“This is a Tour that is going to be dynamic and full of uncertainty. The organizers have put together a very nice course with a beginning that will have lots of wind and visit the cobbles, and then concentrate on the mountains in the second half.
For us, in the Alps, I am marking down the stage to La Rosière and then the one at Alpe d'Huez, with its 5000 meters of elevation gain. Then in the Pyrenees, there will be a lot of traps, with, among others, the stage of 60km.

"Such a course can smile on the aggressive riders, like Romain Bardet. It will be up to us to organize a team to put him in the best position, whether to protect him on the flat stages and the cobbles, or to stay with him in the mountains.
We are looking forward to being at the start in the Vendée.”


"I am delighted with this Tour which looks pretty well balanced, and offers a wide variety of terrains to exploit. The team time trial will put the composition of the team at the forefront. In that short stage of just over 60 kilometers, the leaders will be sparing with each other.

"There will also be a lot of potential pitfalls. No one will be really calm the morning of the stage with the cobbles, and several stages promise to be very exposed to the wind. In the last week, the big climbing days will play a very important role. One day we’ll be doing more than 5000 meters and another day nearly 4000. I like these marathon stages, they are what make the legend of the Tour de France.”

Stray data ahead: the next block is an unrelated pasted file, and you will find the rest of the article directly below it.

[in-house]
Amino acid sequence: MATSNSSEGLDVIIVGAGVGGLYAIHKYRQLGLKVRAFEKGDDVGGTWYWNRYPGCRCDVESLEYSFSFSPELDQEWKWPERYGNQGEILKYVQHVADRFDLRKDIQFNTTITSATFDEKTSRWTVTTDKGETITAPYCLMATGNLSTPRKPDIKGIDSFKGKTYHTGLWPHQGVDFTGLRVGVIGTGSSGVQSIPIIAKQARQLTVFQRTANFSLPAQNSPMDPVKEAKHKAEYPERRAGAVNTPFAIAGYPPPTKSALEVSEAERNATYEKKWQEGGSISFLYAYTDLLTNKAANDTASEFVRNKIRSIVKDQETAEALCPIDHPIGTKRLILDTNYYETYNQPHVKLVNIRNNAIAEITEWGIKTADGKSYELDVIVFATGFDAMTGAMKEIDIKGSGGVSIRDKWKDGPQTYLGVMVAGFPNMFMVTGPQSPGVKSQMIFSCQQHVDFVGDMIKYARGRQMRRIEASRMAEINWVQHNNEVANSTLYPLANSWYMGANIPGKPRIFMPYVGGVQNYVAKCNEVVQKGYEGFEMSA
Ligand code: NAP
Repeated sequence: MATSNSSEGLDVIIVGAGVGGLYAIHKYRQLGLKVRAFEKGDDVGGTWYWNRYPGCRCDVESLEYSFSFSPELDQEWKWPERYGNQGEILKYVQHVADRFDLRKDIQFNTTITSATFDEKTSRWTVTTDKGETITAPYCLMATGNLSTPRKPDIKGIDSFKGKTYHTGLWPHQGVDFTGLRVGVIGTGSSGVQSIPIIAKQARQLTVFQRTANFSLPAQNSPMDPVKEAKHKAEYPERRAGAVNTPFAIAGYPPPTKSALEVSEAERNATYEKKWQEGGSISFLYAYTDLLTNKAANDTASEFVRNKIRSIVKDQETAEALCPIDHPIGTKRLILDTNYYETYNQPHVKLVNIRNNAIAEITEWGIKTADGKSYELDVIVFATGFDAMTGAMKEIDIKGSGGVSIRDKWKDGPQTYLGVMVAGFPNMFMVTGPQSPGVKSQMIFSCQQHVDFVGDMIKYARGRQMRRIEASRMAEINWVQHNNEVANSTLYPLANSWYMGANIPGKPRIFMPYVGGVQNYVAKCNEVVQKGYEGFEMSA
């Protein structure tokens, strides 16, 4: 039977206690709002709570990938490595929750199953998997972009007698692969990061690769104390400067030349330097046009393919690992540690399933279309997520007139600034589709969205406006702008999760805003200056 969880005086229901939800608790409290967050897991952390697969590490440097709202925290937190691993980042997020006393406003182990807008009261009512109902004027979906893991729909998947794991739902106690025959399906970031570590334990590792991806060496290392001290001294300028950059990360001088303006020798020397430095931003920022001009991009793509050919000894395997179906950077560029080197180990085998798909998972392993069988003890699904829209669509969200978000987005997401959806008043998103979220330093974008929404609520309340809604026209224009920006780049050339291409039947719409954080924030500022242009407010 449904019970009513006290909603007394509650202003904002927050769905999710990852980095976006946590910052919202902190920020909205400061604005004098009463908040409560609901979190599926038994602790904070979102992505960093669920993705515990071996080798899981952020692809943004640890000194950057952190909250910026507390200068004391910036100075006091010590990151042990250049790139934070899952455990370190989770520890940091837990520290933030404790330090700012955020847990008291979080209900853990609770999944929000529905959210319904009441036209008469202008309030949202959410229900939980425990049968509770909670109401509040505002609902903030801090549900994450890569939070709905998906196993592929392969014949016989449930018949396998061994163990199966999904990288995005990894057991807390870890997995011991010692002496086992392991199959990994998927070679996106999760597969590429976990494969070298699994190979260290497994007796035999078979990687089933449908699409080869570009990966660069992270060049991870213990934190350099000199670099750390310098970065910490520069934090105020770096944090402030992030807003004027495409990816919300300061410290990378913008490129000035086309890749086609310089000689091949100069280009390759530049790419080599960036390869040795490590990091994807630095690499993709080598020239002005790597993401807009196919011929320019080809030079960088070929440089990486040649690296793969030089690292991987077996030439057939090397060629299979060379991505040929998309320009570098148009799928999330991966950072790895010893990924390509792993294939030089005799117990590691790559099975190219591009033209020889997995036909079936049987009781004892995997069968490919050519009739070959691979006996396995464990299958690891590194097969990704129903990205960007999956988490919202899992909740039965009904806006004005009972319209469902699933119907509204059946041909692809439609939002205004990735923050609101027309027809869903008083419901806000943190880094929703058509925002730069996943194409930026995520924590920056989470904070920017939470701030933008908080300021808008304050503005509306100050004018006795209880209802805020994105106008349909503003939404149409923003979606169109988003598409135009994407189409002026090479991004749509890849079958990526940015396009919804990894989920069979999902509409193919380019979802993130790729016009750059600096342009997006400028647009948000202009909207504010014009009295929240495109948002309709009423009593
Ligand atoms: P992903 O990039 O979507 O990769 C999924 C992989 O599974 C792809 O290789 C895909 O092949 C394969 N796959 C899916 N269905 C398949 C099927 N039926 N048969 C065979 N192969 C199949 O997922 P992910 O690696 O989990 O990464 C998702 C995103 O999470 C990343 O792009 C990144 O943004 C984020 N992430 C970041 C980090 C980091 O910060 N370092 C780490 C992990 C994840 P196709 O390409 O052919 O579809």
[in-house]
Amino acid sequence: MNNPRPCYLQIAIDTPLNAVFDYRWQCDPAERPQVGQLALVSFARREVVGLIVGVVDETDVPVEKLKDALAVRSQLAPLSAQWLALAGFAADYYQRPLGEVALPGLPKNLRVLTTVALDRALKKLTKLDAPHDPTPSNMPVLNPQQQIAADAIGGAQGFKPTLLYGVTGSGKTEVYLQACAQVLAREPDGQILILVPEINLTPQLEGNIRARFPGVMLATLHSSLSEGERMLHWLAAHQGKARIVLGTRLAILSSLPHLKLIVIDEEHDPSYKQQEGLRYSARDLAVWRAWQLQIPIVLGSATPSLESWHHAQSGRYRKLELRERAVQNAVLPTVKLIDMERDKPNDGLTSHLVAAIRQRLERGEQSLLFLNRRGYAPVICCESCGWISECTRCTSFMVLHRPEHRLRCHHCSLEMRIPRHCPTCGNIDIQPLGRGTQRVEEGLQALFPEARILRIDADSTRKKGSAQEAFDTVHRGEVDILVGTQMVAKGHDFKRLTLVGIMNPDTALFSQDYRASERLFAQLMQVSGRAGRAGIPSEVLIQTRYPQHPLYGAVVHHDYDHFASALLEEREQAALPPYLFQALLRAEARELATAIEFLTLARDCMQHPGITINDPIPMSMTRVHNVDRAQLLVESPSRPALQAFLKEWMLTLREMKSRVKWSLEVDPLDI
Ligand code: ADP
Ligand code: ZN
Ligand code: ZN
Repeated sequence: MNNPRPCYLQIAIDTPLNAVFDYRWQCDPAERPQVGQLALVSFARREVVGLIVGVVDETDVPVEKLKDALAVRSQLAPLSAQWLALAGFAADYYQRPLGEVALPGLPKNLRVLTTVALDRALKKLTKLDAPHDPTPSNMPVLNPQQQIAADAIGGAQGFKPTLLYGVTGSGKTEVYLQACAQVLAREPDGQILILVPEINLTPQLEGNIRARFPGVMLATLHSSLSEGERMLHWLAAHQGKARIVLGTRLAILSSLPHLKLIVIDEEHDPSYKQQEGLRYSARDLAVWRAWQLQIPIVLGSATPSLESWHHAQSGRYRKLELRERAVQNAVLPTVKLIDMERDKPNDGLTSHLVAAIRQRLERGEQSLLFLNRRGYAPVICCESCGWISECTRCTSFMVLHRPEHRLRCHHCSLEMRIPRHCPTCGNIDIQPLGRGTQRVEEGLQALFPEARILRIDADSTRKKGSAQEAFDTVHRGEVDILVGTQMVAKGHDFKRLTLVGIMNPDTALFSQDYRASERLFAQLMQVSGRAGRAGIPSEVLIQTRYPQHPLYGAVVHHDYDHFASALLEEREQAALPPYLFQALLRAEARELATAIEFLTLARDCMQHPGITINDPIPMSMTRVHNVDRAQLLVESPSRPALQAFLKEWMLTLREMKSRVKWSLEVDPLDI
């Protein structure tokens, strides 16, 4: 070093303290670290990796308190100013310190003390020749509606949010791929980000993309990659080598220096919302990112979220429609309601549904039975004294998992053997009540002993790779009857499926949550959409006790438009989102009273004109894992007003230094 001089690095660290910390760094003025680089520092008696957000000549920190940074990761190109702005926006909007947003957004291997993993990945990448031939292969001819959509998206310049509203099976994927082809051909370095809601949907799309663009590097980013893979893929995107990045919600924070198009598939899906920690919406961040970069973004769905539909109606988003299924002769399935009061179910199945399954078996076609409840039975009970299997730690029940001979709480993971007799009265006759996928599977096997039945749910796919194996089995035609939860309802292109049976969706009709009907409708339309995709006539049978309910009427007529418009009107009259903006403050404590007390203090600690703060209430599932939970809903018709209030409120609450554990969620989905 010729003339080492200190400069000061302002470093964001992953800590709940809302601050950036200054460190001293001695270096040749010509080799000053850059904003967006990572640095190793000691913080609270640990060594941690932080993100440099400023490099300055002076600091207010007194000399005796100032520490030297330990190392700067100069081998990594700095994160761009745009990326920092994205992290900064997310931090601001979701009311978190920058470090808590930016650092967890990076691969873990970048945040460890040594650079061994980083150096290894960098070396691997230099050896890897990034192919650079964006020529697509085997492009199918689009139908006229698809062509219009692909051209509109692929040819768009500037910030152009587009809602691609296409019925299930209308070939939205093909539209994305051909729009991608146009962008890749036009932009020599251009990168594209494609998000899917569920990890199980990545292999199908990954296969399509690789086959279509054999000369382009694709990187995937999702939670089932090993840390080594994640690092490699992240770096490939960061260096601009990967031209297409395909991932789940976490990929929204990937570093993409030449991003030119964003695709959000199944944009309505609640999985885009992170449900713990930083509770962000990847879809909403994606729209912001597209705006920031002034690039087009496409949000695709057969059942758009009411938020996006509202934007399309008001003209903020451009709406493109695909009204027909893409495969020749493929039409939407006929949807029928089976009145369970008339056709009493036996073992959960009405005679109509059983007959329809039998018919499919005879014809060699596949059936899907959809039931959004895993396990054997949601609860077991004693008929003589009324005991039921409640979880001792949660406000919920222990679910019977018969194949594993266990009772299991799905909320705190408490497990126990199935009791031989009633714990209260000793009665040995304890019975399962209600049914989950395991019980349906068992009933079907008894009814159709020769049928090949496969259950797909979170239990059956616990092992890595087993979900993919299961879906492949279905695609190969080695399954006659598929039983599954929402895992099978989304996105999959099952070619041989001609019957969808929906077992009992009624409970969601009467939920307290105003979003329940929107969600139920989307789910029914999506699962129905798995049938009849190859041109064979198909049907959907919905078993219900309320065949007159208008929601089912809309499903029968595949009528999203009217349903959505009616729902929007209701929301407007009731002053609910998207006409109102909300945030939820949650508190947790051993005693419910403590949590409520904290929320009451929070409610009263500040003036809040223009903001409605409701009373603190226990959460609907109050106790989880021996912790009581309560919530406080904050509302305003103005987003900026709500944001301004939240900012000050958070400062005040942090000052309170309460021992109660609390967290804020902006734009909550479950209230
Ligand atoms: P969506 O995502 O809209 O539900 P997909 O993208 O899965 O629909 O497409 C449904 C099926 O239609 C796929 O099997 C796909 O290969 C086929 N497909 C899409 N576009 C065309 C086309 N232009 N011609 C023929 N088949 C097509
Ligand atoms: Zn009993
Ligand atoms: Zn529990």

Romain Bardet

Romain Bardet will be on the startline in 2018


"This course is great! Very aggressive, with a lot of mountains, and traps all through the three weeks. It is of course necessary to analyze it a little closer, but at first sight, the Tour de France for 2018 seems very well suited for our leader Romain Bardet and for the entire team AG2R La Mondiale. We demonstrated in 2017 that we have a strong collective strength. It's up to us to use that well in 2018.”